The first card that came to mind when I was looking for something to pair with Reach of Branches was Time Spiral's Greenseeker. (For those who feel that Mercadian Masques needs some love, you could also use Silverglade Pathfinder in this role. Or you could use both.) If you discard Reach of Branches to your Spellshaper, you can fetch a Forest, play it, and return Reach of Branches to your hand. And you can do this every turn until you run out of Forests in your library. But what then? Well, the second card, or rather class of cards, that came to mind were the various Moonfolk from Kamigawa block. Each one has an ability whose cost requires you to return a land or lands to your hand. You could use Soratami Cloudskater to slowly filter through your deck, Soratami Mirror-Guard to make your Treefolk Shaman tokens unblockable, or, most excitingly, Uyo, Silent Prophet to copy Reach of Branches itself. I'm going to opt for Uyo.

I wanted to get as many copies of Reach of Branches into my hand and/or graveyard as soon as possible, so besides Greenseeker shipping them from hand to graveyard, I added Rites of Spring to do the same thing, Treefolk Harbinger to put them on top of my library, and, most importantly, Intuition to dump just about all of the Reaches straight into the bin. There are a couple other Intuition targets in the deck: Wonder (because some of us like flying trees) and a flashback-able Parallel Evolution (because the people who like flying trees really, really like them).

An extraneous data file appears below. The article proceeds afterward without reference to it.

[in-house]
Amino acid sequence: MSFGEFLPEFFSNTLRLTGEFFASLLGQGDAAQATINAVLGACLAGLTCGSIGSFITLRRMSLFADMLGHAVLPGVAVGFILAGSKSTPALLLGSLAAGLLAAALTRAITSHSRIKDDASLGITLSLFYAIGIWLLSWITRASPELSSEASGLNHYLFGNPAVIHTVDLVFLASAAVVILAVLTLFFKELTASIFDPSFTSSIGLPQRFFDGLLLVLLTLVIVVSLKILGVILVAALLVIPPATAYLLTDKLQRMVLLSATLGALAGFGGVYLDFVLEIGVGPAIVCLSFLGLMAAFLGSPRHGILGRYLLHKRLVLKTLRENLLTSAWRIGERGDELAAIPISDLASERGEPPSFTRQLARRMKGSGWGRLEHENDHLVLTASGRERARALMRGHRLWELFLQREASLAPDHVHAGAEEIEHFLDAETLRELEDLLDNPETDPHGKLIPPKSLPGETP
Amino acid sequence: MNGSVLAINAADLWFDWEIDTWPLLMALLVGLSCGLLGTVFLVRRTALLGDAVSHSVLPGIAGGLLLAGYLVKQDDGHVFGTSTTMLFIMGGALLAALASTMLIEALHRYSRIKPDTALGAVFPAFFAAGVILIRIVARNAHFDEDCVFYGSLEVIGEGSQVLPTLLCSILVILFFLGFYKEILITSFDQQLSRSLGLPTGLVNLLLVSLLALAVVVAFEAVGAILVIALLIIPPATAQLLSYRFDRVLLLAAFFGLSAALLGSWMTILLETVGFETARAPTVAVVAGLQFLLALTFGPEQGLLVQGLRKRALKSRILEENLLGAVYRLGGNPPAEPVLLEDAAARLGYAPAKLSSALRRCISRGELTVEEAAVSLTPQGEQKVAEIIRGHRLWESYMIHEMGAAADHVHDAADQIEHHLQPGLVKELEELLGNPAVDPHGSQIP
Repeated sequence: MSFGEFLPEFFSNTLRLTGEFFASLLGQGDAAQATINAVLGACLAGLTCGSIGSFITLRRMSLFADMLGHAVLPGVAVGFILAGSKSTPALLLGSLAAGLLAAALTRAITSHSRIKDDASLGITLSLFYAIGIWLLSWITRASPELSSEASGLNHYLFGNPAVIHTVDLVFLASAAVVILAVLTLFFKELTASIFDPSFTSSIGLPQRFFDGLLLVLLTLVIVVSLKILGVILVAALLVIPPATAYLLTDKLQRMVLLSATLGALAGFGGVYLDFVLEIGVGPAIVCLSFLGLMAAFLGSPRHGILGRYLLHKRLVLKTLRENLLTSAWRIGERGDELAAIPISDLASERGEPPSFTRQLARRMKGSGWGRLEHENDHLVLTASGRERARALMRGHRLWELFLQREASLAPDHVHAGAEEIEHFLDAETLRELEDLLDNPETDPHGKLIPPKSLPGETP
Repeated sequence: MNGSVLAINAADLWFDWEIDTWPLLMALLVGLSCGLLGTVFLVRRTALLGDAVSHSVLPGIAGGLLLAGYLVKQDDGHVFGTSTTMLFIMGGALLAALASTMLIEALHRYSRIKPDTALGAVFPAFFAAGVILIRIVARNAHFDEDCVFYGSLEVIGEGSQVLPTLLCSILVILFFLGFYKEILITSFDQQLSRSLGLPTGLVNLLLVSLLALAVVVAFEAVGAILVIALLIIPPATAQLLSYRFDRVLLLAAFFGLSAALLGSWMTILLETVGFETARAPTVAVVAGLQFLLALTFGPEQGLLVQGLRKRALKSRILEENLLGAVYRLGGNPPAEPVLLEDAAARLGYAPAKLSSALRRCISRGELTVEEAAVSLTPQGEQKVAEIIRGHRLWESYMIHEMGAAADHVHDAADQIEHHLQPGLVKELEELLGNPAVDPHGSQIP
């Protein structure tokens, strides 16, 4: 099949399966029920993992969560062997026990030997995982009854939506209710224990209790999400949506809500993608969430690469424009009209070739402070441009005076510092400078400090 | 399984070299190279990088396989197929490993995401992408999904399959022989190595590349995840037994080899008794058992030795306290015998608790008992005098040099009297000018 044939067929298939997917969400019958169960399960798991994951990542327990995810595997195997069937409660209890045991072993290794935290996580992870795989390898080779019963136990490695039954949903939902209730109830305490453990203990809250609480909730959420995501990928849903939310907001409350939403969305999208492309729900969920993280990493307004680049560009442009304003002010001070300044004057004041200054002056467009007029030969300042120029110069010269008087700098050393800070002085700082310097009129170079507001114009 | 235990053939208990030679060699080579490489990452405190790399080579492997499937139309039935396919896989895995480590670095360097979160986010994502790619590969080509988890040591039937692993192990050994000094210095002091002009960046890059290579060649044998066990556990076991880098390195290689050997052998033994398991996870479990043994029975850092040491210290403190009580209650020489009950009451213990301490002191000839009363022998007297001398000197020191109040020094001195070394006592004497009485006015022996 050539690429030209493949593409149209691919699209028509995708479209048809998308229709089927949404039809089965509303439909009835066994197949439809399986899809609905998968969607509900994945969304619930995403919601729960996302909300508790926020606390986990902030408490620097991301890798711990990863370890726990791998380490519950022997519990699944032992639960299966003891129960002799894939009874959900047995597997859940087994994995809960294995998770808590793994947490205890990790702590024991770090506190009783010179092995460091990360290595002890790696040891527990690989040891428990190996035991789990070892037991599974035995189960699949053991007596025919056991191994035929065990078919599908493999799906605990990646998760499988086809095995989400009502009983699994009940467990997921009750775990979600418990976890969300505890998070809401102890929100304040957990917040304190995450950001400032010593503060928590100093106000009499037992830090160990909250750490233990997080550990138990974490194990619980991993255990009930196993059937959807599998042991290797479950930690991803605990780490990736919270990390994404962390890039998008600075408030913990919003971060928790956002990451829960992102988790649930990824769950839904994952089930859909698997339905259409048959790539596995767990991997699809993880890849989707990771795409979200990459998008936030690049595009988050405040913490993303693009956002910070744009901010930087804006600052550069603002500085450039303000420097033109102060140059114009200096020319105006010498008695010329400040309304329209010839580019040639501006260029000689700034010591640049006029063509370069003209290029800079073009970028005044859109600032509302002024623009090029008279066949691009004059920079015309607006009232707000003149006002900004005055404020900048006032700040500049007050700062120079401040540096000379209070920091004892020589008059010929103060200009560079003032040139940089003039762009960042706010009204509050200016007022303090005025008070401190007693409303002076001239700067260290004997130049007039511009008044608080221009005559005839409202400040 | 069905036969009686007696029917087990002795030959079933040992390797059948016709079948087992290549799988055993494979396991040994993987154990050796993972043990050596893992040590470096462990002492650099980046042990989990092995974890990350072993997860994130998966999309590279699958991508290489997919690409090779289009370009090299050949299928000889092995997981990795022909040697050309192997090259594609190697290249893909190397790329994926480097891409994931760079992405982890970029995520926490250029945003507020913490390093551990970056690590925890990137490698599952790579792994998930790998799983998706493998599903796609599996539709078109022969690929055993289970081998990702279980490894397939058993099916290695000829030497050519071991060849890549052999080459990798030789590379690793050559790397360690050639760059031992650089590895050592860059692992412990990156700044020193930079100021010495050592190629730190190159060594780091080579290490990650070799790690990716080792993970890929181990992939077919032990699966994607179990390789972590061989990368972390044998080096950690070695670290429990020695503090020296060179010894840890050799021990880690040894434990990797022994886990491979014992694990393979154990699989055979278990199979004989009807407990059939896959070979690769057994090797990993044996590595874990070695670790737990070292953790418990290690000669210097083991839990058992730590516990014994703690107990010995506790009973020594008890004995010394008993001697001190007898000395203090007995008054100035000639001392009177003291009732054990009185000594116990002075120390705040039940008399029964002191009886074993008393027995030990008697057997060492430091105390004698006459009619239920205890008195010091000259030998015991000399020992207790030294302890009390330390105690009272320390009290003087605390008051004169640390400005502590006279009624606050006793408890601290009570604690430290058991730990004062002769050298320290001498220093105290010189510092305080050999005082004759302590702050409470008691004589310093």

With all of the mana-fetching, you will be able to hit most of your land drops. Budoka Gardener speeds things along, turns Rites of Spring into a pseudo-Explosive Vegetation, and gives you another late-game win condition once it's flipped. More importantly, it allows you to play (or put into play) more than one Forest per turn. This is relevant if you have multiple Greenseekers working their mojo, if you want to maintain (or even increase) your land count while using Uyo, Silent Prophet, or if you want to super-charge your Mindless Automatons, which are already fantastic when you have multiple copies of Reach of Branches in your graveyard. Here's where I ended up. This is only a small sampling of cards you can profitably pair with the latest Reach. Feel free to, uh, branch out into other territory. Or punch me.